A day after the death of Killeen police officer Robert Hornsby, local officials and residents gathered at Killeen Police Department headquarters Monday night for a community forum.
About 20 residents attended the 90-minute meeting, filling most chairs.
Police Chief Dennis Baldwin said the combination of an ongoing shooting investigation, Hornsby family developments, SWAT Officer Juan Obregon Jr.’s hospitalization and normal force operations prevented division and unit commanders from attending.
Baldwin solely addressed most residents’ concerns ranging from red light cameras to vacant buildings.
The event began on a somber note, as Killeen Mayor Dan Corbin expressed condolences to KPD on behalf of the City Council and Killeen residents.
“Our hearts and prayers are with you as a community, and if there’s anything we can do, we’re here to ... make it easier to bear,” Corbin said.
Corbin and Baldwin agreed that forums are important for direct communication between residents and police.
Baldwin touted the use of red light cameras at seven of the city’s busiest and most dangerous intersections, citing a reduction in crash numbers since the program started in 2008.
“If it was for a revenue-generating purpose, you would’ve seen ... the city say, ‘Hey, why don’t y’all expand this program?’” Baldwin said. “We have not seen a need for it.”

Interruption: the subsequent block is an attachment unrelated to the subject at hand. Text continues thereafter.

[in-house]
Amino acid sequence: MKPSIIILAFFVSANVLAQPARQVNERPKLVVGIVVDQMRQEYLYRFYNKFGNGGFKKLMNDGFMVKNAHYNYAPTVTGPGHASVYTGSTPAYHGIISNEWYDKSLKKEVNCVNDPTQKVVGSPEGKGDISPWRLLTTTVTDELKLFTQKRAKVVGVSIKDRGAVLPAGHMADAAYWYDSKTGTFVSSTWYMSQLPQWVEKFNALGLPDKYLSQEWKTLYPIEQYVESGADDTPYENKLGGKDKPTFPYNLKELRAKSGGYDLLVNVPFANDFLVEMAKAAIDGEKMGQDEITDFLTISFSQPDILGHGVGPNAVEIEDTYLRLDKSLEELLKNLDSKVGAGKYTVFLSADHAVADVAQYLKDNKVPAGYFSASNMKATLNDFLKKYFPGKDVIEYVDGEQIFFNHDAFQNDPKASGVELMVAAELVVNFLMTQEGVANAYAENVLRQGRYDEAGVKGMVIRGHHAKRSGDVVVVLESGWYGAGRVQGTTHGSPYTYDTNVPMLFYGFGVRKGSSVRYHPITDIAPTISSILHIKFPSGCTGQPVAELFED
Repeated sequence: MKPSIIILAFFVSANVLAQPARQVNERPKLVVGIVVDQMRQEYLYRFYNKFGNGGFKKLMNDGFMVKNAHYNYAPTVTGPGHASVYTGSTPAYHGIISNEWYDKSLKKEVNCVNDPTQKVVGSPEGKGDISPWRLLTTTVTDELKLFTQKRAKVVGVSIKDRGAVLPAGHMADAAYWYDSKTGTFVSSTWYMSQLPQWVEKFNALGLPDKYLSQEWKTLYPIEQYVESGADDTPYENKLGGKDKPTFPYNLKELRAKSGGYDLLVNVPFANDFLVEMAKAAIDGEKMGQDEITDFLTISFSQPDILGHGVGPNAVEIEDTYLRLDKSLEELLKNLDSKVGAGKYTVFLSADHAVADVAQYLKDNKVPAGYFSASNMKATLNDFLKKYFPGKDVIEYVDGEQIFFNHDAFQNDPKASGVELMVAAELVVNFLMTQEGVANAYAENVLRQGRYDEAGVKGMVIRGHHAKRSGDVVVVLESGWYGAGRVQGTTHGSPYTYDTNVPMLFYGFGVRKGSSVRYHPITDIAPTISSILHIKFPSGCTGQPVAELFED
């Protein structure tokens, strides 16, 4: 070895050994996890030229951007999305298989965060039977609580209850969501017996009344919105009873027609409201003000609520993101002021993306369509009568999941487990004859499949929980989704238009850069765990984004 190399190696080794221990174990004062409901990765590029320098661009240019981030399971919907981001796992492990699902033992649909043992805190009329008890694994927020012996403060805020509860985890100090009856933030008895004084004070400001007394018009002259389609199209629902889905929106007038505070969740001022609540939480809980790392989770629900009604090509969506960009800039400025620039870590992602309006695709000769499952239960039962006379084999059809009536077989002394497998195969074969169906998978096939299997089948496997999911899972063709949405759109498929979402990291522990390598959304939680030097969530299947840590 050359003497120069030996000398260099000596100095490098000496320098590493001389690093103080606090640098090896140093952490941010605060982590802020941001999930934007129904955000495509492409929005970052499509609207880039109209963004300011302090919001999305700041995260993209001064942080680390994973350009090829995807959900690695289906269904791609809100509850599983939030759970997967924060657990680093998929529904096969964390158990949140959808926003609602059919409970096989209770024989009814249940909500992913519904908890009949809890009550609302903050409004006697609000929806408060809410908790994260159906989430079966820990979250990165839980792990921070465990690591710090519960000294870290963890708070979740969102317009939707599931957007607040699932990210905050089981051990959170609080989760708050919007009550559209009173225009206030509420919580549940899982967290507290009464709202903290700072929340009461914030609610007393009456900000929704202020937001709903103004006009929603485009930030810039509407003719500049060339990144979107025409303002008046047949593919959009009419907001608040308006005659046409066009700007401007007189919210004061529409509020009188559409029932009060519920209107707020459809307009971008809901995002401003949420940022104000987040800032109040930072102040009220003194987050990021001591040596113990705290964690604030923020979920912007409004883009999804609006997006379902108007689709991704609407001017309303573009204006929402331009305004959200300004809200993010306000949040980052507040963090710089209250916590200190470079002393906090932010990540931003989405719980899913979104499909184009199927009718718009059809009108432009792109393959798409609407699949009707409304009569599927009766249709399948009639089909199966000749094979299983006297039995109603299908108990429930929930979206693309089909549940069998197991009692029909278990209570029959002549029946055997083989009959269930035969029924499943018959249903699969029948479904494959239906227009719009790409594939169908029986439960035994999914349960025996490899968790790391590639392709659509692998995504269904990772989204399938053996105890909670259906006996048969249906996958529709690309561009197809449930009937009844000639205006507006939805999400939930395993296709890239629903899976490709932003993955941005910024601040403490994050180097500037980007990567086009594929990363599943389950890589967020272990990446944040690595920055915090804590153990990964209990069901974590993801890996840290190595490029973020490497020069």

One resident questioned if the city could relocate the cameras after crash numbers dropped in targeted intersections.
It’s possible, Baldwin said. The decision rests with City Manager Glenn Morrision and the City Council, which selected the intersections.
South Killeen has developed, while vacant, dilapidated and broken buildings sit unaddressed in north Killeen, said a resident. Out-of-town drivers have pulled her over to ask how to get around town “because they’re scared.”
The city could raise more money to address concerns if it raised taxes, Corbin said. But most people think they pay enough.
“We’re dealing with scarce resources,” Corbin said. “The council has established as a priority ... dilapidated buildings, abandoned buildings, abandoned signage, (and) junk cars. Those are things that we’re looking at very closely. We’re doing that through updating ordinances ... and having more people out on the streets enforcing.”
The city has emphasized appearance since 2003, increasing its number of code enforcement officers from three to 11, Corbin said.